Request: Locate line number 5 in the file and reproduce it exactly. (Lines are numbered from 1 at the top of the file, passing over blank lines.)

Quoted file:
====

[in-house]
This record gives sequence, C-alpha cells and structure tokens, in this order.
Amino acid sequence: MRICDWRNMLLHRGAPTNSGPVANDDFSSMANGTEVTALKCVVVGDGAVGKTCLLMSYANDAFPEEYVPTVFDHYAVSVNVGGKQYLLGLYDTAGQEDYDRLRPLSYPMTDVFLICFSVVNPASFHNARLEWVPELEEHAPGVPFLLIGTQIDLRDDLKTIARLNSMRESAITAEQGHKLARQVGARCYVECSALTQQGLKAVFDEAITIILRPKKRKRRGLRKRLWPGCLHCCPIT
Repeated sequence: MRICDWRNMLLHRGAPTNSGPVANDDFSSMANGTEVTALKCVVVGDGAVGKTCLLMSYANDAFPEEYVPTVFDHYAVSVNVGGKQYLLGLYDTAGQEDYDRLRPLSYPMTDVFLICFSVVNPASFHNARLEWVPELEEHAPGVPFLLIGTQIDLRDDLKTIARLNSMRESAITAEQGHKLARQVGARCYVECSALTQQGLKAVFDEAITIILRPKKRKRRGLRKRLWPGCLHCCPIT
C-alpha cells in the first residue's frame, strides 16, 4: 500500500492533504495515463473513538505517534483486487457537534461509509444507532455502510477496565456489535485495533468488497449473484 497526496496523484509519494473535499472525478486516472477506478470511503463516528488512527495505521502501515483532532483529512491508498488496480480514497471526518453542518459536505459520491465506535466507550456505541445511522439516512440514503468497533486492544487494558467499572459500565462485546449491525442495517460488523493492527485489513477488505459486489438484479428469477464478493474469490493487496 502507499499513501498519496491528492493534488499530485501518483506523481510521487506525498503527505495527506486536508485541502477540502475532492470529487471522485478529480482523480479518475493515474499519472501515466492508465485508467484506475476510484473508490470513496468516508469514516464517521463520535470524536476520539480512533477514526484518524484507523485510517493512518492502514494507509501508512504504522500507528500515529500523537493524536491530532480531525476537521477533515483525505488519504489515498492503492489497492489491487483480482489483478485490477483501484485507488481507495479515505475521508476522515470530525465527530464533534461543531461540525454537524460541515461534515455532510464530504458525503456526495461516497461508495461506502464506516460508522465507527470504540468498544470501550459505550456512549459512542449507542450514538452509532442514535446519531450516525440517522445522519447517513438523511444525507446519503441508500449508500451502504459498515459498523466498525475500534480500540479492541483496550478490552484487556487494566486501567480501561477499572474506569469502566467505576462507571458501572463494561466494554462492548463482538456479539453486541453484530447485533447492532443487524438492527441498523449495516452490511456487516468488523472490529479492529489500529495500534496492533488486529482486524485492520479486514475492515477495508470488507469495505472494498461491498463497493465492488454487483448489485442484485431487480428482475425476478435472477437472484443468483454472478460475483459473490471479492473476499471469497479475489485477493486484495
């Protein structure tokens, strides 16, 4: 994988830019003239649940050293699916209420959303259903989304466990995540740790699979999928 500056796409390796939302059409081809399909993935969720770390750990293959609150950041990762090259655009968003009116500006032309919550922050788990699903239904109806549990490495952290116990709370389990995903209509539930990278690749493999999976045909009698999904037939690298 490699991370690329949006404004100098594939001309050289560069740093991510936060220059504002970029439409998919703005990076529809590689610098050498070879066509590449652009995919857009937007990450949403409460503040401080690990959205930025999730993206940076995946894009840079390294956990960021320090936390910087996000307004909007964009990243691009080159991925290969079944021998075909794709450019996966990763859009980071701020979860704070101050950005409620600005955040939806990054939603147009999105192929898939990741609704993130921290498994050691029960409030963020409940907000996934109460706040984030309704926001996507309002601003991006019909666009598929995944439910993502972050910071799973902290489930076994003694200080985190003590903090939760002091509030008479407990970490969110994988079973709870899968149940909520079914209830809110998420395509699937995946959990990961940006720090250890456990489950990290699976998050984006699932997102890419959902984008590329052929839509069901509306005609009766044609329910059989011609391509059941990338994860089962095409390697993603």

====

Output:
C-alpha cells in the first residue's frame, strides 16, 4: 500500500492533504495515463473513538505517534483486487457537534461509509444507532455502510477496565456489535485495533468488497449473484 497526496496523484509519494473535499472525478486516472477506478470511503463516528488512527495505521502501515483532532483529512491508498488496480480514497471526518453542518459536505459520491465506535466507550456505541445511522439516512440514503468497533486492544487494558467499572459500565462485546449491525442495517460488523493492527485489513477488505459486489438484479428469477464478493474469490493487496 502507499499513501498519496491528492493534488499530485501518483506523481510521487506525498503527505495527506486536508485541502477540502475532492470529487471522485478529480482523480479518475493515474499519472501515466492508465485508467484506475476510484473508490470513496468516508469514516464517521463520535470524536476520539480512533477514526484518524484507523485510517493512518492502514494507509501508512504504522500507528500515529500523537493524536491530532480531525476537521477533515483525505488519504489515498492503492489497492489491487483480482489483478485490477483501484485507488481507495479515505475521508476522515470530525465527530464533534461543531461540525454537524460541515461534515455532510464530504458525503456526495461516497461508495461506502464506516460508522465507527470504540468498544470501550459505550456512549459512542449507542450514538452509532442514535446519531450516525440517522445522519447517513438523511444525507446519503441508500449508500451502504459498515459498523466498525475500534480500540479492541483496550478490552484487556487494566486501567480501561477499572474506569469502566467505576462507571458501572463494561466494554462492548463482538456479539453486541453484530447485533447492532443487524438492527441498523449495516452490511456487516468488523472490529479492529489500529495500534496492533488486529482486524485492520479486514475492515477495508470488507469495505472494498461491498463497493465492488454487483448489485442484485431487480428482475425476478435472477437472484443468483454472478460475483459473490471479492473476499471469497479475489485477493486484495